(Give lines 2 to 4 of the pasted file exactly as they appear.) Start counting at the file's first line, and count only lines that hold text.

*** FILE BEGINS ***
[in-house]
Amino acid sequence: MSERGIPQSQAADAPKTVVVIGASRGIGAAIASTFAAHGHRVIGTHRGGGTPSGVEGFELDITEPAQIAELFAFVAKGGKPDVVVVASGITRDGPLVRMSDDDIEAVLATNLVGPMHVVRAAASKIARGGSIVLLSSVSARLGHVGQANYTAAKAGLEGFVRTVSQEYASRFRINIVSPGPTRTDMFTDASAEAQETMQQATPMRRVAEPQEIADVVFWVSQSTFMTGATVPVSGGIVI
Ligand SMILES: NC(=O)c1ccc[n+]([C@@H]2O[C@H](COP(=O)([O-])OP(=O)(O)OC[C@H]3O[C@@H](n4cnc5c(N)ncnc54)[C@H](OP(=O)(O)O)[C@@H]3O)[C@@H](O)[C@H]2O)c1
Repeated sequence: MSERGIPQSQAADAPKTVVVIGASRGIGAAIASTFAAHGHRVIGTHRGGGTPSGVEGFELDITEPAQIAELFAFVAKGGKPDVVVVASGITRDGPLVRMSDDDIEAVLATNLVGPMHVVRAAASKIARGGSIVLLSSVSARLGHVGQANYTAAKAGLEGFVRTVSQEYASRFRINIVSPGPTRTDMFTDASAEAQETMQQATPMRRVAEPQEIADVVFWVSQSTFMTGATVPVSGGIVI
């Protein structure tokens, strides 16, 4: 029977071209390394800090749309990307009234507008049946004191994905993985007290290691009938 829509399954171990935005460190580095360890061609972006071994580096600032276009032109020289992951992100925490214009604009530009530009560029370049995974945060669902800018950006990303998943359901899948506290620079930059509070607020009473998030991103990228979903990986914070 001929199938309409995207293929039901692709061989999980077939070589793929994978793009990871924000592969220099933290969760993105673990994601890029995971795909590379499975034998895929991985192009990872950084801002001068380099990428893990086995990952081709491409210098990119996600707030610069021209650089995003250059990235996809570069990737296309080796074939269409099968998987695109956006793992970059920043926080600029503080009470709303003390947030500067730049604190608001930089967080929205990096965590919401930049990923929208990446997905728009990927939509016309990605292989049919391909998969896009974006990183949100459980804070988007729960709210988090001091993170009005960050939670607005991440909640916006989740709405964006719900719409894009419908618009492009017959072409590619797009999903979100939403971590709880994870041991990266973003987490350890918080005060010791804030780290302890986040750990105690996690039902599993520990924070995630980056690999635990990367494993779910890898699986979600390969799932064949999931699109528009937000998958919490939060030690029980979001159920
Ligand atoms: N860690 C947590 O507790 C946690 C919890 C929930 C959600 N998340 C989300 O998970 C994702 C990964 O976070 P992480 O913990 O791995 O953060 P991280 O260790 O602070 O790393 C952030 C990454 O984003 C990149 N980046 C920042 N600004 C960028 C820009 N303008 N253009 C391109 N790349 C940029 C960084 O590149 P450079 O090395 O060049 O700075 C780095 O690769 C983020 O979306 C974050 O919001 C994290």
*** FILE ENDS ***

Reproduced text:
Amino acid sequence: MSERGIPQSQAADAPKTVVVIGASRGIGAAIASTFAAHGHRVIGTHRGGGTPSGVEGFELDITEPAQIAELFAFVAKGGKPDVVVVASGITRDGPLVRMSDDDIEAVLATNLVGPMHVVRAAASKIARGGSIVLLSSVSARLGHVGQANYTAAKAGLEGFVRTVSQEYASRFRINIVSPGPTRTDMFTDASAEAQETMQQATPMRRVAEPQEIADVVFWVSQSTFMTGATVPVSGGIVI
Ligand SMILES: NC(=O)c1ccc[n+]([C@@H]2O[C@H](COP(=O)([O-])OP(=O)(O)OC[C@H]3O[C@@H](n4cnc5c(N)ncnc54)[C@H](OP(=O)(O)O)[C@@H]3O)[C@@H](O)[C@H]2O)c1
Repeated sequence: MSERGIPQSQAADAPKTVVVIGASRGIGAAIASTFAAHGHRVIGTHRGGGTPSGVEGFELDITEPAQIAELFAFVAKGGKPDVVVVASGITRDGPLVRMSDDDIEAVLATNLVGPMHVVRAAASKIARGGSIVLLSSVSARLGHVGQANYTAAKAGLEGFVRTVSQEYASRFRINIVSPGPTRTDMFTDASAEAQETMQQATPMRRVAEPQEIADVVFWVSQSTFMTGATVPVSGGIVI